Think about this question: Which cultural institution most objectifies women?

Is it academia? Is it the press? Is it education? The philanthropic foundations?

No, it is none of those.

Without question, in my mind, it’s Hollywood.

Does anyone disagree?

Yet, everyone is shocked, shocked, I tell you, to find that one of the leading producers in Hollywood is a complete perv – a serial abuser of women, possibly even a rapist.

Dozens of women have come forward now to testify publicly about what he put them through. And I am sympathetic to their stories – despite how late many of them are.

But, it needs to be stated that most of these women, not all, chose to work in this industry – this moral cesspool. They experienced it themselves firsthand by one of the titans and didn’t report it out of fear of losing their place in the industry – one that preys on young women, that exploits them, that objectifies them as sexual playthings.

It’s akin to applying to be a Playboy Playmate and finding out that the late Hugh Hefner wanted to sleep with you as part of the screening process.

Again, I’m not blaming the women involved, but I am curious about why they wouldn’t file a lawsuit against him earlier. Just look at what was paid out to nail Bill O’Reilly, for heaven’s sake – $32 million! Harvey Weinstein had lots more money at stake than Bill O’Reilly.

These women are all being applauded for their courage now. And I applaud them for what they have done. But, let’s be honest. It doesn’t take courage to be the 16th or 17th or 18th or 19th or 30th to pile on. It takes courage to be one of the first.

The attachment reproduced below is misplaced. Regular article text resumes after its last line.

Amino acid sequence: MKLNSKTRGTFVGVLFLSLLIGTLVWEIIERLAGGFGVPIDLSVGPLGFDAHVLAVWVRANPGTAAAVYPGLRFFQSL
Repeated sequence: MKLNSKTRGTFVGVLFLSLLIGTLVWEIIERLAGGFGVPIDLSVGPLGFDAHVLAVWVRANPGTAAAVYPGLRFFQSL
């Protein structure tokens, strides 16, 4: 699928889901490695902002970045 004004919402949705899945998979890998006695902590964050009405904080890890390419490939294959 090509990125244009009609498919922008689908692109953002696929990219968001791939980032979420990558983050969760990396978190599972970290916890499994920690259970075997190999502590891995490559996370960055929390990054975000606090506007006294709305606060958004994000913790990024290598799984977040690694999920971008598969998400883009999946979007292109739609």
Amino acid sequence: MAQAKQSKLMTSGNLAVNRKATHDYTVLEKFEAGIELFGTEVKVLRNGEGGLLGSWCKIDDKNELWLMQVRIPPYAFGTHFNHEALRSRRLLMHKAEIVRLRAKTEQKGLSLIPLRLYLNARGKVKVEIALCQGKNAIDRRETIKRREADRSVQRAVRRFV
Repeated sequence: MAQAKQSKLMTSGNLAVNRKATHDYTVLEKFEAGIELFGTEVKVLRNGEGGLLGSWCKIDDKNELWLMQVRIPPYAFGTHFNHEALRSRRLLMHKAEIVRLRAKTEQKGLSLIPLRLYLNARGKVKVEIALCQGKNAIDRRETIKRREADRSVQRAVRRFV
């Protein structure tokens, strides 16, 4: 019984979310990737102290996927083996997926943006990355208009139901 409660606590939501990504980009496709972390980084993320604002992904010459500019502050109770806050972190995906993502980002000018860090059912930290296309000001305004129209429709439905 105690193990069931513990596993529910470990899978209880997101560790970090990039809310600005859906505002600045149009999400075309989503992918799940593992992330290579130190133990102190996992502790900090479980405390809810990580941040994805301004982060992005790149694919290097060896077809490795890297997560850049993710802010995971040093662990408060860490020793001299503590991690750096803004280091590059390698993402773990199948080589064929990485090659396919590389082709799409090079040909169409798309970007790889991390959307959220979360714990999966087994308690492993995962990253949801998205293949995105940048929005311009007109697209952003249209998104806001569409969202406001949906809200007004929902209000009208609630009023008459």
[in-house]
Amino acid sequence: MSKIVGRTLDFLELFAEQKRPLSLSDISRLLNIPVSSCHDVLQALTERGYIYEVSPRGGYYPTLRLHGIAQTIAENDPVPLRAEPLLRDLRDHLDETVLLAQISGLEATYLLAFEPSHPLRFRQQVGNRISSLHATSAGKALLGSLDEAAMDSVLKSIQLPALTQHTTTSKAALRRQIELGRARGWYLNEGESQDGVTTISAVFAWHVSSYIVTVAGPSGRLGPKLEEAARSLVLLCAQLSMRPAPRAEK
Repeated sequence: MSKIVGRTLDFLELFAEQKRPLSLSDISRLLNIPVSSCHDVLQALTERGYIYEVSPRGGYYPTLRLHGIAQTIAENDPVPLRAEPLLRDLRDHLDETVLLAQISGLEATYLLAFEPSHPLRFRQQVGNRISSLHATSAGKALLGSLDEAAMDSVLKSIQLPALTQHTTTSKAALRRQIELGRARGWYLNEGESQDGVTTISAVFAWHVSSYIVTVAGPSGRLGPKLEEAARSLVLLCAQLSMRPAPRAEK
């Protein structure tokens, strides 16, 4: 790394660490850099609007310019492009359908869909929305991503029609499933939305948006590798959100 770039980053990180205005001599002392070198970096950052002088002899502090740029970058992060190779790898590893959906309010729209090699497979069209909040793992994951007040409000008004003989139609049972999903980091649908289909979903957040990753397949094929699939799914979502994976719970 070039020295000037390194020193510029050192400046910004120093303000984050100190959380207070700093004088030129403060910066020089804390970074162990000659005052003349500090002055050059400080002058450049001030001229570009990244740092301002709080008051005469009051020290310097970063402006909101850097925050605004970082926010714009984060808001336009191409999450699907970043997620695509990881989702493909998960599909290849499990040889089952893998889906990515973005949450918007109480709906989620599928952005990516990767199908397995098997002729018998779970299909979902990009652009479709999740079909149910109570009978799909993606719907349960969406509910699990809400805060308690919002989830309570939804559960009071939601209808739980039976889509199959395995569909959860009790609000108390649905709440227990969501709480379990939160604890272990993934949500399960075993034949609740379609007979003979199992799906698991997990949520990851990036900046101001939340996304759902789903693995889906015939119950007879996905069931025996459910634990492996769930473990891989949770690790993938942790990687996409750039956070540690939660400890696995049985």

Saying “me too” is not courageous when thousands are saying it. It’s being part of being in the in-crowd. It’s a popular thing to say. It’s great publicity, too, to condemn a fiend like Weinstein who will never be remembered for any films he made like he will be remembered for his lechery.

I thought I had said everything I needed to say about this Weinstein scandal. But I’ll say it again. As someone on the very periphery of the entertainment industry in Los Angeles in the 1980s and early 1990s, I’d heard about Weinstein’s moral lapses. I’d heard about it from dozens of people much closer to it than me.

So how is that so many were shocked to hear about all this in 2017?

I suspect we have still only seen the tip of the iceberg in terms of victimization.

I suspect there will be many lawsuits filed and adjudicated.

I suspect there were many women severely harmed physically and emotionally.

It’s a tragedy, indeed.

But it’s not a surprise.

Hollywood is not run by choirboys. If it were, it would not produce the filth we see on the Big Screen and, lately, on TV in prime time.

It’s not just hazardous for women. It’s hazardous for men, girls and boys, too.

While it’s hard for me to imagine anything more disgusting than watching Harvey Weinstein masturbate, we’ve all seen too many movies with gratuitous sex and nudity to think there’s not some kind of fixation on it at the very top of the food chain.

And it’s not that it sells. It doesn’t.

R-rated movies generally do worse at the box office than do PG and G-rated films. They always have.

It’s there because the people who make the movies like it.

It’s there because actors and actresses acquiesce to it.

It’s there because screenwriters fantasize about it.

When I hear about the objectification of women, the first cultural institution that comes to mind is Hollywood – one dominated by Democrats, liberals and those who say they abhor it.

How does that compute?

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